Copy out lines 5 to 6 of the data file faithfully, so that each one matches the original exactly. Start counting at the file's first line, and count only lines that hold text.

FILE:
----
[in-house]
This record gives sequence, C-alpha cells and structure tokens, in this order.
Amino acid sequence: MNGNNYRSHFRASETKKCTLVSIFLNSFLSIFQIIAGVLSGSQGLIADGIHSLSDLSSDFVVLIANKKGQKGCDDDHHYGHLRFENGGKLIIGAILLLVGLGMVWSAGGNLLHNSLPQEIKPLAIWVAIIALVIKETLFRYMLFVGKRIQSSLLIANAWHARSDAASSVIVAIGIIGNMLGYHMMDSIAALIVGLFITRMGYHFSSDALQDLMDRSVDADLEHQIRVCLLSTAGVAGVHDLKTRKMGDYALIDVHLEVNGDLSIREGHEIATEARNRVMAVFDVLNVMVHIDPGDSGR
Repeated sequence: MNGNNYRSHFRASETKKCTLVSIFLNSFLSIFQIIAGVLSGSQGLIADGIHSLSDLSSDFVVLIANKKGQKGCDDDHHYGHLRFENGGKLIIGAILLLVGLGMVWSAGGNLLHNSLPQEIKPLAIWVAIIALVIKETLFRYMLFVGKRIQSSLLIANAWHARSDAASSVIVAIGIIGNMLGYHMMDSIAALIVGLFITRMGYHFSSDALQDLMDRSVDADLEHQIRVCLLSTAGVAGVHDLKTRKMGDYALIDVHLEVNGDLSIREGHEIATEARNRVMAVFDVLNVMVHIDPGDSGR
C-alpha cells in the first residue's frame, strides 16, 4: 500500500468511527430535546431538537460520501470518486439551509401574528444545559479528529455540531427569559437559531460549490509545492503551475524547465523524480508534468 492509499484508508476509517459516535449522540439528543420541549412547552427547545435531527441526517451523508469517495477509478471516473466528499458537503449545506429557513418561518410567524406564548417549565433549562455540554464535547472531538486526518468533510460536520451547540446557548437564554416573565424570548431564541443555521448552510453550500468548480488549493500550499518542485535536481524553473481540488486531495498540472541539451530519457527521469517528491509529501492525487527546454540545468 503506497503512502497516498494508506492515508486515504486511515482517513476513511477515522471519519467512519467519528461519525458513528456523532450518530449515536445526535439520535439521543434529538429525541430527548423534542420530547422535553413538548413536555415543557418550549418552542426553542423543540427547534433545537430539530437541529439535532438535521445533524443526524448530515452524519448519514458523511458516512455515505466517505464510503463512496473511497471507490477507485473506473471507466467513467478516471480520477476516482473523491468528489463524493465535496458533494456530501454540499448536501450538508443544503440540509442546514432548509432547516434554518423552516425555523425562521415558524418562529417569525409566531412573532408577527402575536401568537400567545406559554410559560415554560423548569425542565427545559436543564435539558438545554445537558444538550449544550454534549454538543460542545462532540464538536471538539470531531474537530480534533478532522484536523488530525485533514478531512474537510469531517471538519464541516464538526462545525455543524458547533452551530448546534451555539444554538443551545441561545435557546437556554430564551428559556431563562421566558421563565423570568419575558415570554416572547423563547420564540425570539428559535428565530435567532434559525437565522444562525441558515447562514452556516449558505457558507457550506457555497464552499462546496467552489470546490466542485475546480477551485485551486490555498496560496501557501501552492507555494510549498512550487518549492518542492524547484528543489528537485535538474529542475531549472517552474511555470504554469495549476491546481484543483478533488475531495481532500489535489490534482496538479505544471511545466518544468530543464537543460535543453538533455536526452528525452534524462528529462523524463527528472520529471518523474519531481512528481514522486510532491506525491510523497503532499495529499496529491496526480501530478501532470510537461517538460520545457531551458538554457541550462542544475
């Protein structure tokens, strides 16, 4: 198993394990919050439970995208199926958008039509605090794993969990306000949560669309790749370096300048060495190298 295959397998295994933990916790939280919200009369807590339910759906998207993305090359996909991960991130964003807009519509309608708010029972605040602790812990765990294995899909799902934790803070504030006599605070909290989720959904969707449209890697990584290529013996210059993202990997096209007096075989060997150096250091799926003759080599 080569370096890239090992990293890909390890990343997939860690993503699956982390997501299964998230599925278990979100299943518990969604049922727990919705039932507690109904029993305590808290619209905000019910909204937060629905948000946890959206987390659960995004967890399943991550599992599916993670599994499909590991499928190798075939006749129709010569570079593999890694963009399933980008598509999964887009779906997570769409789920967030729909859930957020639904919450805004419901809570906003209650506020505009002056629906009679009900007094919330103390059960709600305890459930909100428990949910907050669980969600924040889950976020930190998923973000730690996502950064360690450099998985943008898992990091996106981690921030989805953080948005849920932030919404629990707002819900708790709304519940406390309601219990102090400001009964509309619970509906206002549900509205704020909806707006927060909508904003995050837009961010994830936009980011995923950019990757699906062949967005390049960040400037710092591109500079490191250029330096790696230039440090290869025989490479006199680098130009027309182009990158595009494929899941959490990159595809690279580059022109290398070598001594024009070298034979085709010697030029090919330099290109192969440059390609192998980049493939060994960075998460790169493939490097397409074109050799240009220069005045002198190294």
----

C-alpha cells in the first residue's frame, strides 16, 4: 500500500468511527430535546431538537460520501470518486439551509401574528444545559479528529455540531427569559437559531460549490509545492503551475524547465523524480508534468 492509499484508508476509517459516535449522540439528543420541549412547552427547545435531527441526517451523508469517495477509478471516473466528499458537503449545506429557513418561518410567524406564548417549565433549562455540554464535547472531538486526518468533510460536520451547540446557548437564554416573565424570548431564541443555521448552510453550500468548480488549493500550499518542485535536481524553473481540488486531495498540472541539451530519457527521469517528491509529501492525487527546454540545468 503506497503512502497516498494508506492515508486515504486511515482517513476513511477515522471519519467512519467519528461519525458513528456523532450518530449515536445526535439520535439521543434529538429525541430527548423534542420530547422535553413538548413536555415543557418550549418552542426553542423543540427547534433545537430539530437541529439535532438535521445533524443526524448530515452524519448519514458523511458516512455515505466517505464510503463512496473511497471507490477507485473506473471507466467513467478516471480520477476516482473523491468528489463524493465535496458533494456530501454540499448536501450538508443544503440540509442546514432548509432547516434554518423552516425555523425562521415558524418562529417569525409566531412573532408577527402575536401568537400567545406559554410559560415554560423548569425542565427545559436543564435539558438545554445537558444538550449544550454534549454538543460542545462532540464538536471538539470531531474537530480534533478532522484536523488530525485533514478531512474537510469531517471538519464541516464538526462545525455543524458547533452551530448546534451555539444554538443551545441561545435557546437556554430564551428559556431563562421566558421563565423570568419575558415570554416572547423563547420564540425570539428559535428565530435567532434559525437565522444562525441558515447562514452556516449558505457558507457550506457555497464552499462546496467552489470546490466542485475546480477551485485551486490555498496560496501557501501552492507555494510549498512550487518549492518542492524547484528543489528537485535538474529542475531549472517552474511555470504554469495549476491546481484543483478533488475531495481532500489535489490534482496538479505544471511545466518544468530543464537543460535543453538533455536526452528525452534524462528529462523524463527528472520529471518523474519531481512528481514522486510532491506525491510523497503532499495529499496529491496526480501530478501532470510537461517538460520545457531551458538554457541550462542544475
């Protein structure tokens, strides 16, 4: 198993394990919050439970995208199926958008039509605090794993969990306000949560669309790749370096300048060495190298 295959397998295994933990916790939280919200009369807590339910759906998207993305090359996909991960991130964003807009519509309608708010029972605040602790812990765990294995899909799902934790803070504030006599605070909290989720959904969707449209890697990584290529013996210059993202990997096209007096075989060997150096250091799926003759080599 080569370096890239090992990293890909390890990343997939860690993503699956982390997501299964998230599925278990979100299943518990969604049922727990919705039932507690109904029993305590808290619209905000019910909204937060629905948000946890959206987390659960995004967890399943991550599992599916993670599994499909590991499928190798075939006749129709010569570079593999890694963009399933980008598509999964887009779906997570769409789920967030729909859930957020639904919450805004419901809570906003209650506020505009002056629906009679009900007094919330103390059960709600305890459930909100428990949910907050669980969600924040889950976020930190998923973000730690996502950064360690450099998985943008898992990091996106981690921030989805953080948005849920932030919404629990707002819900708790709304519940406390309601219990102090400001009964509309619970509906206002549900509205704020909806707006927060909508904003995050837009961010994830936009980011995923950019990757699906062949967005390049960040400037710092591109500079490191250029330096790696230039440090290869025989490479006199680098130009027309182009990158595009494929899941959490990159595809690279580059022109290398070598001594024009070298034979085709010697030029090919330099290109192969440059390609192998980049493939060994960075998460790169493939490097397409074109050799240009220069005045002198190294």